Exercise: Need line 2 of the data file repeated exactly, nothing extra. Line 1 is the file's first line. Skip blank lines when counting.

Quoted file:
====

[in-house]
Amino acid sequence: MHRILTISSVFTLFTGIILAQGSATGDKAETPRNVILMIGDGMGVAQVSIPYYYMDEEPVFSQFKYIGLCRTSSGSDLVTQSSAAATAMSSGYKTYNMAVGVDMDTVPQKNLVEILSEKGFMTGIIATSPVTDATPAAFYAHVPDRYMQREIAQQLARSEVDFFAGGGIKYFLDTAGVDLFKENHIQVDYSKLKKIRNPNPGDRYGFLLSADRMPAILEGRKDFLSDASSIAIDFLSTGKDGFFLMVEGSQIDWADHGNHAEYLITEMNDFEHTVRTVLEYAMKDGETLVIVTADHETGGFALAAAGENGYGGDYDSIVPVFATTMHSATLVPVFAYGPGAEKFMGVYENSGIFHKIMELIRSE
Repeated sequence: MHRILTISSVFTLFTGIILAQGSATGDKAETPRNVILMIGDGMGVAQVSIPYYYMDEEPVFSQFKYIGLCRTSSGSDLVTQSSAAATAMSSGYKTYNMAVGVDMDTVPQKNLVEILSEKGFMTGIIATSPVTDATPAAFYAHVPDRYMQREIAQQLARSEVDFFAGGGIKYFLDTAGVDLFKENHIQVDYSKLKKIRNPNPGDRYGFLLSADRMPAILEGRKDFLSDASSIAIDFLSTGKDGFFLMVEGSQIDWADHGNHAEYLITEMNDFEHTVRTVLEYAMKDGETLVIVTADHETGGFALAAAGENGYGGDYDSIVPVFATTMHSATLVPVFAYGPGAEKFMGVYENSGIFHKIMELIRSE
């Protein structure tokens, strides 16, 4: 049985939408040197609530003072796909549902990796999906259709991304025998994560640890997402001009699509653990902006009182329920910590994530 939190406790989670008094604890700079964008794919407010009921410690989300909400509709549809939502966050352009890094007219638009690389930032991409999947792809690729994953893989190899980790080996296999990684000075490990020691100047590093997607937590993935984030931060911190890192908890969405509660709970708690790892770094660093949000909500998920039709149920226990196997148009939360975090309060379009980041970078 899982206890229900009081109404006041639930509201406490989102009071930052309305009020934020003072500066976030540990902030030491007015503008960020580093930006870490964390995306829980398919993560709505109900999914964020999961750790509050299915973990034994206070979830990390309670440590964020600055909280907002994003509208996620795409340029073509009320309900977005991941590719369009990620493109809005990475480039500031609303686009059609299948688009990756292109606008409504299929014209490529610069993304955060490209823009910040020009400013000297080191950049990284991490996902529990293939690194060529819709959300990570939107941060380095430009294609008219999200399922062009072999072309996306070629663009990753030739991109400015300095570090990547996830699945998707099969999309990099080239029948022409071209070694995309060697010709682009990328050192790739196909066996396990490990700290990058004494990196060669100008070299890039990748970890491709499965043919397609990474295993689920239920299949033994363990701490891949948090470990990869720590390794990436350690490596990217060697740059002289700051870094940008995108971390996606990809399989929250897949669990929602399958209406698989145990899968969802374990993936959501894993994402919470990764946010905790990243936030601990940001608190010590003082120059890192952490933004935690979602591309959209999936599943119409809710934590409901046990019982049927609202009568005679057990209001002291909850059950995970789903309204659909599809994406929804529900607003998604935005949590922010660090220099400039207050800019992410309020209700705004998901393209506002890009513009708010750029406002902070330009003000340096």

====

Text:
Amino acid sequence: MHRILTISSVFTLFTGIILAQGSATGDKAETPRNVILMIGDGMGVAQVSIPYYYMDEEPVFSQFKYIGLCRTSSGSDLVTQSSAAATAMSSGYKTYNMAVGVDMDTVPQKNLVEILSEKGFMTGIIATSPVTDATPAAFYAHVPDRYMQREIAQQLARSEVDFFAGGGIKYFLDTAGVDLFKENHIQVDYSKLKKIRNPNPGDRYGFLLSADRMPAILEGRKDFLSDASSIAIDFLSTGKDGFFLMVEGSQIDWADHGNHAEYLITEMNDFEHTVRTVLEYAMKDGETLVIVTADHETGGFALAAAGENGYGGDYDSIVPVFATTMHSATLVPVFAYGPGAEKFMGVYENSGIFHKIMELIRSE